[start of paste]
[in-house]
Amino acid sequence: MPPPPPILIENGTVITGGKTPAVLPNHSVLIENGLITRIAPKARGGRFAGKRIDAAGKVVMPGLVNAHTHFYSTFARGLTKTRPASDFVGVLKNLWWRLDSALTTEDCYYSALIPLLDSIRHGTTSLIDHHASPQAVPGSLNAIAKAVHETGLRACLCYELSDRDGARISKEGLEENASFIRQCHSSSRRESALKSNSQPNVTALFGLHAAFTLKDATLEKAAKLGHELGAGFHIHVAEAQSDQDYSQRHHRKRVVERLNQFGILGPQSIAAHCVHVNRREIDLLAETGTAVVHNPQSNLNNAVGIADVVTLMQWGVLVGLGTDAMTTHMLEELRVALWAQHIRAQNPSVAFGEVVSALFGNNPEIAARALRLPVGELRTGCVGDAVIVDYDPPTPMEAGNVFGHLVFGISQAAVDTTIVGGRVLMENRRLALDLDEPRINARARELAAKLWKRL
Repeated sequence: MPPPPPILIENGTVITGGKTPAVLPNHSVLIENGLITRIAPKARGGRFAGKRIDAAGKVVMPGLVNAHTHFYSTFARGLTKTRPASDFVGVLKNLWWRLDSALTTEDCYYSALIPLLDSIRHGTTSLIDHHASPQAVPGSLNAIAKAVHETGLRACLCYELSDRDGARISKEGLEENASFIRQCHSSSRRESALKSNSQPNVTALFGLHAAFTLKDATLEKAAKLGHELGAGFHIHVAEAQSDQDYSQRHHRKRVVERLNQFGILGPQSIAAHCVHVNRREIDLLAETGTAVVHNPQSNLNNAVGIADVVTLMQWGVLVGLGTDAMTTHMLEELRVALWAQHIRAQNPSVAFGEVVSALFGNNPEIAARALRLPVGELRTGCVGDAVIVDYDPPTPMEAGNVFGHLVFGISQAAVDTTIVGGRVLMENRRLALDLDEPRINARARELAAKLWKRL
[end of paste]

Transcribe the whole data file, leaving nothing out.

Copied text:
[in-house]
Amino acid sequence: MPPPPPILIENGTVITGGKTPAVLPNHSVLIENGLITRIAPKARGGRFAGKRIDAAGKVVMPGLVNAHTHFYSTFARGLTKTRPASDFVGVLKNLWWRLDSALTTEDCYYSALIPLLDSIRHGTTSLIDHHASPQAVPGSLNAIAKAVHETGLRACLCYELSDRDGARISKEGLEENASFIRQCHSSSRRESALKSNSQPNVTALFGLHAAFTLKDATLEKAAKLGHELGAGFHIHVAEAQSDQDYSQRHHRKRVVERLNQFGILGPQSIAAHCVHVNRREIDLLAETGTAVVHNPQSNLNNAVGIADVVTLMQWGVLVGLGTDAMTTHMLEELRVALWAQHIRAQNPSVAFGEVVSALFGNNPEIAARALRLPVGELRTGCVGDAVIVDYDPPTPMEAGNVFGHLVFGISQAAVDTTIVGGRVLMENRRLALDLDEPRINARARELAAKLWKRL
Repeated sequence: MPPPPPILIENGTVITGGKTPAVLPNHSVLIENGLITRIAPKARGGRFAGKRIDAAGKVVMPGLVNAHTHFYSTFARGLTKTRPASDFVGVLKNLWWRLDSALTTEDCYYSALIPLLDSIRHGTTSLIDHHASPQAVPGSLNAIAKAVHETGLRACLCYELSDRDGARISKEGLEENASFIRQCHSSSRRESALKSNSQPNVTALFGLHAAFTLKDATLEKAAKLGHELGAGFHIHVAEAQSDQDYSQRHHRKRVVERLNQFGILGPQSIAAHCVHVNRREIDLLAETGTAVVHNPQSNLNNAVGIADVVTLMQWGVLVGLGTDAMTTHMLEELRVALWAQHIRAQNPSVAFGEVVSALFGNNPEIAARALRLPVGELRTGCVGDAVIVDYDPPTPMEAGNVFGHLVFGISQAAVDTTIVGGRVLMENRRLALDLDEPRINARARELAAKLWKRL